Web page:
Data for: Heavy metal pollution impacts soil bacterial community structure and antimicrobial resistance at the Birmingham 35th Avenue Superfund Site
Morris, James; Goswami, Anuradha; Adkins-Jablonsky, Sarah (2023), Data for: Heavy metal pollution impacts soil bacterial community structure and antimicrobial resistance at the Birmingham 35th Avenue Superfund Site, Dryad, Dataset, https://doi.org/10.5061/dryad.kkwh70s86
The data in this archive are the results of a study on the impact of heavy metals (HMs) on the soil microbiota of an urban Superfund site in Alabama. HMs are known to modify bacterial communities both in the laboratory and in situ. Consequently, soils in HM-contaminated sites such as the U.S. Environmental Protection Agency (EPA) Superfund sites are predicted to have altered ecosystem functioning, with potential ramifications for the health of organisms, including humans, that live nearby. Further, several studies have shown that heavy metal-resistant (HMR) bacteria often also display antimicrobial resistance (AMR), and therefore HM-contaminated soils could potentially act as reservoirs that could disseminate AMR genes into human-associated pathogenic bacteria. To explore this possibility, topsoil samples were collected from six public locations in the zip code 35207 (the home of the North Birmingham 35th Avenue Superfund Site) and in six public areas in the neighboring zip code, 35214. 35027 soils had significantly elevated levels of the HMs As, Mn, Pb, and Zn, and sequencing of the V4 region of the bacterial 16S rRNA gene revealed that elevated HM concentrations correlated with reduced microbial diversity and altered community structure. While there was no difference between zip codes in the proportion of total culturable HMR bacteria, bacterial isolates with HMR almost always also exhibited AMR. Metagenomes inferred using PICRUSt2 also predicted significantly higher mean relative frequencies in 35207 for several AMR genes related to both specific and broad-spectrum AMR phenotypes. Together, these results support the hypothesis that chronic HM pollution alters the soil bacterial community structure in ecologically meaningful ways and may also select for bacteria with increased potential to contribute to AMR in human disease.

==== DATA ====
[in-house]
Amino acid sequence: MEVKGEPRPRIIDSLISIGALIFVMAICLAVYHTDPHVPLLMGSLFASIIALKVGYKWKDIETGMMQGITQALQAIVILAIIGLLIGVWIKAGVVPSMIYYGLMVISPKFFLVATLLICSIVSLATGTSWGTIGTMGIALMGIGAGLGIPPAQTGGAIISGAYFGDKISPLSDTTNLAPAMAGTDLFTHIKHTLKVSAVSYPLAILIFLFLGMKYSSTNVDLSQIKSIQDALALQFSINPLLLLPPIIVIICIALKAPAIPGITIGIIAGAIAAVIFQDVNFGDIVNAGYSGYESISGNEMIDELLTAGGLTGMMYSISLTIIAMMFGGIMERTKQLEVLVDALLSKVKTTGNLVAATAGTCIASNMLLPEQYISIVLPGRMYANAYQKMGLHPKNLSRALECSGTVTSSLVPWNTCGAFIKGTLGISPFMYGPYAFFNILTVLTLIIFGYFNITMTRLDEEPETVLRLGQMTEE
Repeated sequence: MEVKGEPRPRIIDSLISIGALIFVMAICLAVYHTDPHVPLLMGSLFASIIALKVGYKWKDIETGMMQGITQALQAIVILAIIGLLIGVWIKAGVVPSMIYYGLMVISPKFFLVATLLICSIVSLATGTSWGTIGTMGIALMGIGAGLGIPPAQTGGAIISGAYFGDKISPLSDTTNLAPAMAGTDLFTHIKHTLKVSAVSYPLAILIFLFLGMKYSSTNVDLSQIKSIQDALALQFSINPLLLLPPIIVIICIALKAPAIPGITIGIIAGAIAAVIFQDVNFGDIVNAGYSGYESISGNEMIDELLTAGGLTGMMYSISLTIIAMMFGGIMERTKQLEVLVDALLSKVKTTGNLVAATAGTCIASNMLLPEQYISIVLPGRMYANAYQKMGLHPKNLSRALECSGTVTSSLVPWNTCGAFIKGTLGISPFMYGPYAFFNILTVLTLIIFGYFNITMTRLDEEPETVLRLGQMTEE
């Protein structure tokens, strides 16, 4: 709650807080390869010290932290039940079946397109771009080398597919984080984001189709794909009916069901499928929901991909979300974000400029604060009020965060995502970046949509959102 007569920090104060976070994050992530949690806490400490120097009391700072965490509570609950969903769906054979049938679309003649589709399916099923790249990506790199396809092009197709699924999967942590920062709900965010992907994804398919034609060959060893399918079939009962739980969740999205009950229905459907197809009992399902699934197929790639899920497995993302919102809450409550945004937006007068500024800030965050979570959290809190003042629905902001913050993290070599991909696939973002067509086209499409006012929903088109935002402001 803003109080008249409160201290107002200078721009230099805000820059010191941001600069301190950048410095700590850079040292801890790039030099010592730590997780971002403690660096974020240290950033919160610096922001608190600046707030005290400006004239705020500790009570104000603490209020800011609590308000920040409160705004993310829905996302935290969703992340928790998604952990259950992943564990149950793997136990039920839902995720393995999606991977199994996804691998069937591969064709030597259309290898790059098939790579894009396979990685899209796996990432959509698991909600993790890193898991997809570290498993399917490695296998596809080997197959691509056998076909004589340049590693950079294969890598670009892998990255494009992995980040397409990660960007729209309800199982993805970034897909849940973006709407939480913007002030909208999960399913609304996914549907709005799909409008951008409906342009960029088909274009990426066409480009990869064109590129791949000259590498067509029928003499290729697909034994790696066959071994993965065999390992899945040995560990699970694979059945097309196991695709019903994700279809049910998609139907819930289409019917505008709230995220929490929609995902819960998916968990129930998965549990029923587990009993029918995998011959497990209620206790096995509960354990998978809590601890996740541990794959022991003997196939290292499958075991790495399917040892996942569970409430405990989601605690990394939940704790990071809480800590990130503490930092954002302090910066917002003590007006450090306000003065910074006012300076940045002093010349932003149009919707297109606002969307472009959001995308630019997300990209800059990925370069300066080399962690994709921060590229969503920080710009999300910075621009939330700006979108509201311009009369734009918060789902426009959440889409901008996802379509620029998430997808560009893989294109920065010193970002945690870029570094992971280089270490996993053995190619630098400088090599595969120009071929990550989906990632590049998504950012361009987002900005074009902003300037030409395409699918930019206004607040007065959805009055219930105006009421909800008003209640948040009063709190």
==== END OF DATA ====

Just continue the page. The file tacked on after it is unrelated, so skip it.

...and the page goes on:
Full methods are contained in our publication "Heavy Metal Pollution Impacts Soil Bacterial Community Structure and Antimicrobial Resistance at the Birmingham 35th Avenue Superfund Site" in Microbiology Spectrum. Briefly, we collected soils from replicate locations in two zip codes in North Birmingham, Alabama. One zip code contains the heavy-metal-polluted 35th Avenue Superfund Site, and the second is demographically comparable but outside of the Superfund borders. Using a mixture of culture-based and next generation sequencing approaches, we characterized the microbial communities and their levels of heavy metal and antibiotic resistance in both zip codes to test the hypothesis that chronic anthropogenic metal contamination selects for antimicrobial resistance in environmental bacterial populations.
All of our analyses can be run using R, mothur, and QIIME, all of which are open-source.
National Science Foundation, Award: OCE-1851085
National Institute of Environmental Health Sciences, Award: NIH P42-ES027723